Mark J. Keenan
In September 1994, I was 24 years old.
Karen and I had married the previous year, spent our honeymoon traveling around Australia, and were now living in a rental unit in Tuart Hill. We had my nanna's old couch in the lounge room - the yellow and brown cushions matched the curtains - and a TV Karen had bought when she was 18. We’d been given a secondhand fridge and had bought an IKEA dining setting which we would keep for many years. My boxing bag hung outside the kitchen window, under a pergola, in a brick-walled patio directly adjacent to Main St, and a Nissan Pulsar sat in the carport, replacing the 1974 Landrover we’d circumnavigated the country in.
A few months earlier we had signed a contract, with a 19 percent mortgage interest rate, and our future house was being built in a new estate at Quinns Rocks. We drove out there regularly to walk around the site and imagine what it was going to be like.
Karen worked as a receptionist at a pump manufacturer, and I was working as a graduate engineer, for a design firm, on an iron ore project. Both workplaces were located in Osborne Park, which made it easy to get there.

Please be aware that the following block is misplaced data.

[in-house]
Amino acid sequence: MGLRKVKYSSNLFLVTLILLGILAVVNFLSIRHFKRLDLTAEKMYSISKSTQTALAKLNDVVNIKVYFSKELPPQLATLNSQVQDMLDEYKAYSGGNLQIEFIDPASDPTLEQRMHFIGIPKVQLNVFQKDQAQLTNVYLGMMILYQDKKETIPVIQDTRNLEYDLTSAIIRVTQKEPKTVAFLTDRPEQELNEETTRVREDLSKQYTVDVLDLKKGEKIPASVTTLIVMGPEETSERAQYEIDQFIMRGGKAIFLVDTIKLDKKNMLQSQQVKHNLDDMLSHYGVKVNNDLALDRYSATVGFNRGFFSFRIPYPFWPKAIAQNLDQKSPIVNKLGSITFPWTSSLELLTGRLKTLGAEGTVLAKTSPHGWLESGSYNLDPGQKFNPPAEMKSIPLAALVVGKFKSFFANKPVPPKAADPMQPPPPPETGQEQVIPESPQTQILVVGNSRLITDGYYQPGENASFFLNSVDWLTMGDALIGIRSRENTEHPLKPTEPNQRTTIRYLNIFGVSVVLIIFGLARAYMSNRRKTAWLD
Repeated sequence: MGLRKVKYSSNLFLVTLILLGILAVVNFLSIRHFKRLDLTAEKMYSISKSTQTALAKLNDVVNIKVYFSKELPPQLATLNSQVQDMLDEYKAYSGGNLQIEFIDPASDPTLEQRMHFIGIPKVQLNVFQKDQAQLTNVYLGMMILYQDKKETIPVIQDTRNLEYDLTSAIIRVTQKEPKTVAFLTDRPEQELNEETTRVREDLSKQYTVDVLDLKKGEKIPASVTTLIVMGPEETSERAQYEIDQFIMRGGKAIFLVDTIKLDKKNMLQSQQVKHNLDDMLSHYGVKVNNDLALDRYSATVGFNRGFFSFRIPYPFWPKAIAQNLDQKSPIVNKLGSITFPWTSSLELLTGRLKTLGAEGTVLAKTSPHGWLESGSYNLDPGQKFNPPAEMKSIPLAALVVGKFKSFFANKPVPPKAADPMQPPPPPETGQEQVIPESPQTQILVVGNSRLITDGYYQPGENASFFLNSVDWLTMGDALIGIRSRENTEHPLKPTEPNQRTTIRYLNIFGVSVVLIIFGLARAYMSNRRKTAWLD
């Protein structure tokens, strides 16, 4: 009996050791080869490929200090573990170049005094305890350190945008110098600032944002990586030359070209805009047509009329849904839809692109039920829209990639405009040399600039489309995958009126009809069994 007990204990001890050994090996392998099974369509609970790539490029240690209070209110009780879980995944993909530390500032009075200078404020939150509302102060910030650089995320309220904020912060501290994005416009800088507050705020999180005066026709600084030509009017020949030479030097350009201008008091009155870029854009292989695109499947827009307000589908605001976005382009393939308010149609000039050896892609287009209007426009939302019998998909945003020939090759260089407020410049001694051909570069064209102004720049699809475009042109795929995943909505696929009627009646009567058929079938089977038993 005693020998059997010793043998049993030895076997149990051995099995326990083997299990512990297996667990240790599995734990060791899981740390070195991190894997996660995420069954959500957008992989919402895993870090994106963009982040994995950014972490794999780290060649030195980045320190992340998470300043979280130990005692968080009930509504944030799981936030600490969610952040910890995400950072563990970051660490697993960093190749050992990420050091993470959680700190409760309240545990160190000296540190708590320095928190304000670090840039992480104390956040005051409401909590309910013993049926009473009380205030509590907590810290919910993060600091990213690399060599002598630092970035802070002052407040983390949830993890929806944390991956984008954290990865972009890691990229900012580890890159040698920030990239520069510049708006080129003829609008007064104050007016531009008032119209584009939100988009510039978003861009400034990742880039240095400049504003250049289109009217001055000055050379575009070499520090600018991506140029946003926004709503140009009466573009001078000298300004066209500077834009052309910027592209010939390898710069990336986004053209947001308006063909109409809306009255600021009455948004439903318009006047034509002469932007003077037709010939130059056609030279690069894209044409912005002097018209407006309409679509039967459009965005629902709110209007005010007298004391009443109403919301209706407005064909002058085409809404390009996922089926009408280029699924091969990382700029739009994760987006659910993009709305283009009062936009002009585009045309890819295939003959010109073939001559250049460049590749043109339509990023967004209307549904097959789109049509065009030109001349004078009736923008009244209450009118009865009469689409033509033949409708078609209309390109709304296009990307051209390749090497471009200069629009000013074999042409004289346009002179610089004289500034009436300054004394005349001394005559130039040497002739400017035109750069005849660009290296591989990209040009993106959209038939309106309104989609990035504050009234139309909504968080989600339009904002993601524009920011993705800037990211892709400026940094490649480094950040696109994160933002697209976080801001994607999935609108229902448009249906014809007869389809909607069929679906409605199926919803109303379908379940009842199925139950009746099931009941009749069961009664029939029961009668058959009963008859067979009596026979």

We’d had a fake pregnancy earlier in the year - a blighted ovum - where a sac and placenta start to grow, even though there is no embryo. Karen was now three months pregnant and, while this time we’d had confirmation of the baby, we were waiting for the twenty week ultrasound, and we didn't tell anyone.
Except my mum, that is. We told her about the baby. And we told her the names we had chosen, for a girl and a boy. We told her, because we knew.
We knew she wouldn’t get to hold them. She would never kiss them, play games with them, or read them stories. And she’d never get to feed them cream biscuits from her secret stash.
Mum passed away on the 7th September, 1994.
Twenty five years ago!
Somehow, I’ve now lived just over half my life without the woman who brought me into this world; without the person who taught me about Elvis Presley, how to read and to iron shirts, and why I should fear the plastic soup ladle; without the one who made me....well, me!
I feel sad. I miss her still.
And I feel like crying (okay, I am crying!).
But most of all, I feel grateful.
Grateful for the connection we had, and the love we shared. For what she taught me about about hard work and grit. For the confidence she gave me to be myself. And for the ability to be open and caring, to hug and kiss the people you love often, and to strive to be the best husband and father I can.
Over the past week, I’ve wondered what it would be like to talk to her again.
What would it be like to have her here with me, even if it was just for one day?
So much has happened, what would I say?
Where would I start?
If I wrote a list, would that help?
Of course, I eventually realised I wouldn’t need to say anything.
She would already know! Because mums always seem to know, don't they?
I am running a 50 kilometre trail event on this coming Saturday, 7th September, 2019. My mum will be there; carried by the wind as it shifts between the trees, fills my lungs, cools my skin, takes me forward; in my thoughts and in my being.